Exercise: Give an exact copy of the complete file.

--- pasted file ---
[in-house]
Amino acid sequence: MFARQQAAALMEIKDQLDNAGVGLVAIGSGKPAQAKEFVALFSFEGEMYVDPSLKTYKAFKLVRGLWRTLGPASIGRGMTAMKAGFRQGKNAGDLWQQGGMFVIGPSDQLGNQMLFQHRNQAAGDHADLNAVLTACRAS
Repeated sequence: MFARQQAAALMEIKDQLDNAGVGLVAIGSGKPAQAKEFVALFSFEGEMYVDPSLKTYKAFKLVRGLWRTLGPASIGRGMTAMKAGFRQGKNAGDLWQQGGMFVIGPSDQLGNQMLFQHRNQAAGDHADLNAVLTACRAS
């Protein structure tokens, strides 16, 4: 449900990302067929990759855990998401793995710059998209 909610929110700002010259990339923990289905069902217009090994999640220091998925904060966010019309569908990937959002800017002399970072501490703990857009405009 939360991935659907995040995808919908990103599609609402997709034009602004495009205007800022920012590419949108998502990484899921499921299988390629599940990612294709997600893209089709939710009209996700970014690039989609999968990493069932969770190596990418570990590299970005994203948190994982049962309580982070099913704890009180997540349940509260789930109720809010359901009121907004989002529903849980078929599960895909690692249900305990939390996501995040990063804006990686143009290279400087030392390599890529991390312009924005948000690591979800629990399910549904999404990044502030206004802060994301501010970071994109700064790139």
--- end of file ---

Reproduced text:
[in-house]
Amino acid sequence: MFARQQAAALMEIKDQLDNAGVGLVAIGSGKPAQAKEFVALFSFEGEMYVDPSLKTYKAFKLVRGLWRTLGPASIGRGMTAMKAGFRQGKNAGDLWQQGGMFVIGPSDQLGNQMLFQHRNQAAGDHADLNAVLTACRAS
Repeated sequence: MFARQQAAALMEIKDQLDNAGVGLVAIGSGKPAQAKEFVALFSFEGEMYVDPSLKTYKAFKLVRGLWRTLGPASIGRGMTAMKAGFRQGKNAGDLWQQGGMFVIGPSDQLGNQMLFQHRNQAAGDHADLNAVLTACRAS
């Protein structure tokens, strides 16, 4: 449900990302067929990759855990998401793995710059998209 909610929110700002010259990339923990289905069902217009090994999640220091998925904060966010019309569908990937959002800017002399970072501490703990857009405009 939360991935659907995040995808919908990103599609609402997709034009602004495009205007800022920012590419949108998502990484899921499921299988390629599940990612294709997600893209089709939710009209996700970014690039989609999968990493069932969770190596990418570990590299970005994203948190994982049962309580982070099913704890009180997540349940509260789930109720809010359901009121907004989002529903849980078929599960895909690692249900305990939390996501995040990063804006990686143009290279400087030392390599890529991390312009924005948000690591979800629990399910549904999404990044502030206004802060994301501010970071994109700064790139």